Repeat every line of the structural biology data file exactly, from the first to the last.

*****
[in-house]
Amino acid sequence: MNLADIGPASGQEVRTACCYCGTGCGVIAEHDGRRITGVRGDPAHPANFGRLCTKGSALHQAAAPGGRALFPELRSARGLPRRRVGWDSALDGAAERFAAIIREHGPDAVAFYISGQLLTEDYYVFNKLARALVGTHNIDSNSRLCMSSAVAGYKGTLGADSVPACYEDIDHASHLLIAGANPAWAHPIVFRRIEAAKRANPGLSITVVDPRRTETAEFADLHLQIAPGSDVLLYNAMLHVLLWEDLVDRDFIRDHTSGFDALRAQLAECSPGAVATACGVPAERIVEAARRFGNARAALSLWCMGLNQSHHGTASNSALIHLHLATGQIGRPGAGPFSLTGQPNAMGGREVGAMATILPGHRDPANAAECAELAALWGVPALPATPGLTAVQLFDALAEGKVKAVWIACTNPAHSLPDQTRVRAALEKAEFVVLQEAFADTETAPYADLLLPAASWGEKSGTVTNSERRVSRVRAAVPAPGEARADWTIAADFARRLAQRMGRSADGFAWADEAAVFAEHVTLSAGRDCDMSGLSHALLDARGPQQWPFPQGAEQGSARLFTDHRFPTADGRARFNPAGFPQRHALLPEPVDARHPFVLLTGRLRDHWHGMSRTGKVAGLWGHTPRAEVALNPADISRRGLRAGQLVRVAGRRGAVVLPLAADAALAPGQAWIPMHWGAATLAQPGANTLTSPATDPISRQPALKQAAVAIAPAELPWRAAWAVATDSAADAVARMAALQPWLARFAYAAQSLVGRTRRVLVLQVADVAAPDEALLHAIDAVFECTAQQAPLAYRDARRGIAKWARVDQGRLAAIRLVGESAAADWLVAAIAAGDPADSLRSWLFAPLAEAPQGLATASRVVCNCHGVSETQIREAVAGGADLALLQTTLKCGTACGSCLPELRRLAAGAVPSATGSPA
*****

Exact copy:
[in-house]
Amino acid sequence: MNLADIGPASGQEVRTACCYCGTGCGVIAEHDGRRITGVRGDPAHPANFGRLCTKGSALHQAAAPGGRALFPELRSARGLPRRRVGWDSALDGAAERFAAIIREHGPDAVAFYISGQLLTEDYYVFNKLARALVGTHNIDSNSRLCMSSAVAGYKGTLGADSVPACYEDIDHASHLLIAGANPAWAHPIVFRRIEAAKRANPGLSITVVDPRRTETAEFADLHLQIAPGSDVLLYNAMLHVLLWEDLVDRDFIRDHTSGFDALRAQLAECSPGAVATACGVPAERIVEAARRFGNARAALSLWCMGLNQSHHGTASNSALIHLHLATGQIGRPGAGPFSLTGQPNAMGGREVGAMATILPGHRDPANAAECAELAALWGVPALPATPGLTAVQLFDALAEGKVKAVWIACTNPAHSLPDQTRVRAALEKAEFVVLQEAFADTETAPYADLLLPAASWGEKSGTVTNSERRVSRVRAAVPAPGEARADWTIAADFARRLAQRMGRSADGFAWADEAAVFAEHVTLSAGRDCDMSGLSHALLDARGPQQWPFPQGAEQGSARLFTDHRFPTADGRARFNPAGFPQRHALLPEPVDARHPFVLLTGRLRDHWHGMSRTGKVAGLWGHTPRAEVALNPADISRRGLRAGQLVRVAGRRGAVVLPLAADAALAPGQAWIPMHWGAATLAQPGANTLTSPATDPISRQPALKQAAVAIAPAELPWRAAWAVATDSAADAVARMAALQPWLARFAYAAQSLVGRTRRVLVLQVADVAAPDEALLHAIDAVFECTAQQAPLAYRDARRGIAKWARVDQGRLAAIRLVGESAAADWLVAAIAAGDPADSLRSWLFAPLAEAPQGLATASRVVCNCHGVSETQIREAVAGGADLALLQTTLKCGTACGSCLPELRRLAAGAVPSATGSPA